Saturday, February 4, 2017

Taking Apart Bad Diet Studies: Sugar-Free Edition

A few weeks ago, I wrote this take down of some recent commentary on the dangers of low-calorie sweeteners. That post is a good place to start on this subject because it covers the most common objections to consuming sweeteners like Splenda, and it's full of references to the peer-reviewed literature.

But this is a hot topic in nutrition these days, so I want to return to it now by picking apart one study in particular, which suggests that low-calorie sweeteners don't aid weight loss. The paper was published in PLoS One in November and its authors argue that

Low-calorie sweetener use is independently associated with heavier relative weight, a larger waist, and a higher prevalence and incidence of abdominal obesity suggesting that low-calorie sweetener use may not be an effective means of weight control.
Even if everything in the above sentence is correct, the authors have done nothing more than find an association (and a weak one at that, as we'll see) between low-calorie sweeteners and obesity. But there's much in the paper's conclusion that is problematic, so let's dive into the details and briefly explain why.


To perform this study, the researchers utilized body composition and diet data from the Baltimore Longitudinal Study of Aging, which you can read more about here. The present study includes 1,454 men and women from the BLSA who are at least 20 years old. Their height, weight and sweetener use were assessed at several points between 1984 and 2012, and the study participants were followed for an average of 10 years.

There's nothing especially challenging about measuring a person's weight or height, but assessing how much food they eat is really hard to do. So how did the BLSA acquire the numbers on sweetener consumption?

Dietary intake was assessed using a 7-day dietary record
Oh, boy. Food surveys. The details on the collection methods are here. But in essence, the BLSA researchers ask people to track what they eat over 7-day periods, selecting from 41 different food groups, including low-calorie sweeteners.

The authors of the PLoS paper followed 1,455 participants from this study. They compared those who reported consuming sweeteners to those who didn't to see which group fared better. Simple, right? Nope.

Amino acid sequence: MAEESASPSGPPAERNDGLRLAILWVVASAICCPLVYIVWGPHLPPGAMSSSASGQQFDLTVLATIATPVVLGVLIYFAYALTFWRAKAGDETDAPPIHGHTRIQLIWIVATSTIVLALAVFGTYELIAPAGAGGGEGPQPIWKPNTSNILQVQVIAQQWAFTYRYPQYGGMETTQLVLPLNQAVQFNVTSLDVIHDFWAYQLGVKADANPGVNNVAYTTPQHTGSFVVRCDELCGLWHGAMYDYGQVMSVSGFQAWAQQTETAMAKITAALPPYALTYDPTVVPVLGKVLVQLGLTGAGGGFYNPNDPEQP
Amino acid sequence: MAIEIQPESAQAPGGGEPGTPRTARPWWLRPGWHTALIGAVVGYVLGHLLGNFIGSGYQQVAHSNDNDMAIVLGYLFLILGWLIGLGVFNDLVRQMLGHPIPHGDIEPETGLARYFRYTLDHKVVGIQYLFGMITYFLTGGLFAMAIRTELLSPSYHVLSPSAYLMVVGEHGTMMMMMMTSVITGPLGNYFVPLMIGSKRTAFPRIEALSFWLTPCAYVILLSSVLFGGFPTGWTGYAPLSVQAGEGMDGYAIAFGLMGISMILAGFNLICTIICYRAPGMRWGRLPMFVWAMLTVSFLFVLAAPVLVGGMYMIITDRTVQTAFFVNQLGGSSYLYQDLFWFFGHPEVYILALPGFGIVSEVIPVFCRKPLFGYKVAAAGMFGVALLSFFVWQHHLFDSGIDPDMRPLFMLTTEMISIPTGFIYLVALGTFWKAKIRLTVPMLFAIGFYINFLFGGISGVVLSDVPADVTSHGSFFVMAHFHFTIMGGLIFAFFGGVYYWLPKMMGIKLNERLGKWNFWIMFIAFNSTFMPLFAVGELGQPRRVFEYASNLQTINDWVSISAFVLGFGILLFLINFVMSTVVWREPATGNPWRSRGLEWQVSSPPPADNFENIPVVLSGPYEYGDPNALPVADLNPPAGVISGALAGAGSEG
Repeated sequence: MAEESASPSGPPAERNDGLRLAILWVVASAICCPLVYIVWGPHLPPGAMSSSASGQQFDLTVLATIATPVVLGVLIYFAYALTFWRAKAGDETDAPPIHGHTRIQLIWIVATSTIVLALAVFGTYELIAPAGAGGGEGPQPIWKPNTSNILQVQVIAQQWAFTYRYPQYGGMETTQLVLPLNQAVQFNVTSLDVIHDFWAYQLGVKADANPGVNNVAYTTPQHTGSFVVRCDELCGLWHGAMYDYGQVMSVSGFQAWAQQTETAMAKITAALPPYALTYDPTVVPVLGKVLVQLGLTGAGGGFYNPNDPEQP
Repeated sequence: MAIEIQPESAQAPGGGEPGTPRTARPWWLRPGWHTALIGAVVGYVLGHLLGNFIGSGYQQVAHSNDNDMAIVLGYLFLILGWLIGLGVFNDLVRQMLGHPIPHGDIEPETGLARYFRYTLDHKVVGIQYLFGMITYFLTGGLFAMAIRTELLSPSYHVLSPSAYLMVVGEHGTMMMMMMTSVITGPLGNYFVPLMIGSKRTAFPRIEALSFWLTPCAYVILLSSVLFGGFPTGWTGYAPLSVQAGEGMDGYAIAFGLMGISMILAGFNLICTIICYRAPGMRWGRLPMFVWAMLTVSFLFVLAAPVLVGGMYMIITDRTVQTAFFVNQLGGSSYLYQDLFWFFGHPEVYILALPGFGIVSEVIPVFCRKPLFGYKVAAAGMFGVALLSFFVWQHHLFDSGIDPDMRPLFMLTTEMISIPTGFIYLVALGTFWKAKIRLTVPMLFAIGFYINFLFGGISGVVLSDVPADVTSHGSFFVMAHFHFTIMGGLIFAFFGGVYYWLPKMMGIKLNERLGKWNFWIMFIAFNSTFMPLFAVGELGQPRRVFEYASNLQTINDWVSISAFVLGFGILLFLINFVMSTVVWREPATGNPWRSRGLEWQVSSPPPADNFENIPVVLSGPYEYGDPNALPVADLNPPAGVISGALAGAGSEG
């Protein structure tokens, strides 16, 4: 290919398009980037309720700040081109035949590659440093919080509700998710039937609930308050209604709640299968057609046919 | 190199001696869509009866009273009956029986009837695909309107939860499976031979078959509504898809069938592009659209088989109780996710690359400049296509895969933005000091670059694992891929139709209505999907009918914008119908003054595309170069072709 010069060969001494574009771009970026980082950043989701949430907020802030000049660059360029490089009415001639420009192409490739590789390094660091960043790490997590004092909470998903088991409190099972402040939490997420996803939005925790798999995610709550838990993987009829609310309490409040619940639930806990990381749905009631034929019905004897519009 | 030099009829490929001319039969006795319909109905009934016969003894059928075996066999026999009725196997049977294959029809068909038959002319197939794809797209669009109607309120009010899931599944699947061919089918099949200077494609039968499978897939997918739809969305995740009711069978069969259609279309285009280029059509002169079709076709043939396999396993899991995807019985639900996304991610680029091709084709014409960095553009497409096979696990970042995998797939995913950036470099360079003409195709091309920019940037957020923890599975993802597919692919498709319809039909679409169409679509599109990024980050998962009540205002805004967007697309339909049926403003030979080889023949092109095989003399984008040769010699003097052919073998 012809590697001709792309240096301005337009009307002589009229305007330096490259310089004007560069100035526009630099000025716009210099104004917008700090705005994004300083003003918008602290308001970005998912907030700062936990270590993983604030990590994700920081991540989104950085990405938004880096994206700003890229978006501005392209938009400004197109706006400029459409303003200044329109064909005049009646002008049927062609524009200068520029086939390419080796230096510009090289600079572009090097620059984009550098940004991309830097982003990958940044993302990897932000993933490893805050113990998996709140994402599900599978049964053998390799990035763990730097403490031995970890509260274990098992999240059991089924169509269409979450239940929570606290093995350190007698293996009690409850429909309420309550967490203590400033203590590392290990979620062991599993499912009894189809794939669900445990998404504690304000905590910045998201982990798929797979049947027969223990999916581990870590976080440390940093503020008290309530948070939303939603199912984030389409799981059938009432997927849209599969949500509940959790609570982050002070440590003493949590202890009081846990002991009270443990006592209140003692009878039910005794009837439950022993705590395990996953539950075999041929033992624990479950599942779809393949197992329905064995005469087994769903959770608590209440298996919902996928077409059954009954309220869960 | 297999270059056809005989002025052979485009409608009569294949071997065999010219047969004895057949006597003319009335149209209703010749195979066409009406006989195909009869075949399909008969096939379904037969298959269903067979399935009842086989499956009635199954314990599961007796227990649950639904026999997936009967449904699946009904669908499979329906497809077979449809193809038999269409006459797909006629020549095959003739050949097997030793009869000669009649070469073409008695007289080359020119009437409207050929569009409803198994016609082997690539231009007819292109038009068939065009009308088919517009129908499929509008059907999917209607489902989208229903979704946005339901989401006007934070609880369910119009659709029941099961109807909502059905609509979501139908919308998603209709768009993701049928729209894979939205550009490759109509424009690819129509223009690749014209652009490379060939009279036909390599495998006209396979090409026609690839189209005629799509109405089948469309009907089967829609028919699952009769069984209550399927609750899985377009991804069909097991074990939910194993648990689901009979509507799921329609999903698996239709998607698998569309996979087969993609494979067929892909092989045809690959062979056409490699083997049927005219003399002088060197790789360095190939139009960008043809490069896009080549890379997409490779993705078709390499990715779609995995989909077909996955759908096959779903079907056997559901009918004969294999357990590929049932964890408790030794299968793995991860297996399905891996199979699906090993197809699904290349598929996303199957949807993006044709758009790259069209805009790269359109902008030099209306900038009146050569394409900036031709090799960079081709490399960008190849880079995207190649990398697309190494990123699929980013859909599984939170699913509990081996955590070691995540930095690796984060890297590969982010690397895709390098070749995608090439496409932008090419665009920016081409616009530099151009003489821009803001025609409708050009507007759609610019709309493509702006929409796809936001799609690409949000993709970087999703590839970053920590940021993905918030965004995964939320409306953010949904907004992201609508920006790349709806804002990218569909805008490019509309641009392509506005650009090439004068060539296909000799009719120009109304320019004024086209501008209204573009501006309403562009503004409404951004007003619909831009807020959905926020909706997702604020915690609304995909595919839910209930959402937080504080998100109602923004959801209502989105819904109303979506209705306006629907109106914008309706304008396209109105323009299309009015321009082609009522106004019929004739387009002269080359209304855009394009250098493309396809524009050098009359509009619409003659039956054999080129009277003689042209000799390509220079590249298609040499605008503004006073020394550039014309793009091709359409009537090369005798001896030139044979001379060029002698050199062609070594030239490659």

Food Frequency Surveys Are Garbage

We've known for years now that surveys of what people eat are useless. They consistently under report consumption of certain food groups and over report consumption of others, for example. We know this because studies have been done in which people are fed carefully measured diets then allowed to report back what they ate on food frequency surveys.

In this study from 2000, people wildly misreported what they were consuming. They did so poorly that the authors concluded that "Our data indicate that the food-frequency questionnaire may be unreliable and inadequate for assessing ... macronutrient intakes." Mind you, this study involved only 19 subjects and lasted just six weeks. The BLSA data, so far, cover more than two decades and include more than a thousand individuals! If 19 people can't accurately report what they ate over a month and a half, there's no way 1,500 people can do the same over 20 plus years.

These questionnaires are so awful, in fact, that this 2005 article in Cancer Epidemiology says they've created a crisis in nutrition research, primarily because human memory is faulty after only a few days. People can remember what they ate yesterday, maybe, but by the end of the week, they begin substituting what they actually ate with "general knowledge about foods, most probably based on beliefs (even hopes) about one's usual or characteristic diet."

These general limitations on food frequency questionnaires are enough to sink any diet study that relies on them. But let's look at a specific issue with this study of low-calorie sweetener consumption.

Sweetener Use Varied Over Time

Clinical trials can be a powerful method for discovering scientific facts, because you can control different variables to see how they affect the outcome of the trial. You could, for instance, put people on identical diets but feed only one group artificial sweeteners and see what happens. The PLoS researchers tried to mimic this method, but they couldn't because "[l]ow-calorie sweetener use by participants fluctuated over time..."

The authors describe the statistical methods they employed to account for this variable, in which they try to compare how much sweetener people say they are consuming to their weight and waist circumference throughout the study. But if people are changing their consumption patterns throughout the study, there's no meaningful way to track how sweeteners are affecting their health.

As Gary Taubes has pointed out, there is often a time delay between a dietary intervention itself and the effect that the intervention exerts on your health. Maybe sweeteners do stunt weight loss. Or maybe they encourage weight loss, if you replace three regular sodas with three diet sodas everyday for three months. The point is, you have to accurately track how much of a sweetener people consume over a given period of time to test either hypothesis in a meaningful way.

What did they find?

So with all these caveats about statistics out of the way, what did this study find? If you look at table 1 in the paper, you can see that the group who consumed sweeteners had a BMI of 26.4 at baseline. This number increased to 26.8 by the end of the study, a whopping .4 increase over the course of a decade! Depending on your height and lean muscle mass, this increase in BMI represents probably less than 1/2 pound of body fat for most people. Even if every single data point in this study is accurate, cutting artificial sweeteners out of your diet will contribute a minuscule amount of weight loss to your overall goal to get slim and sexy.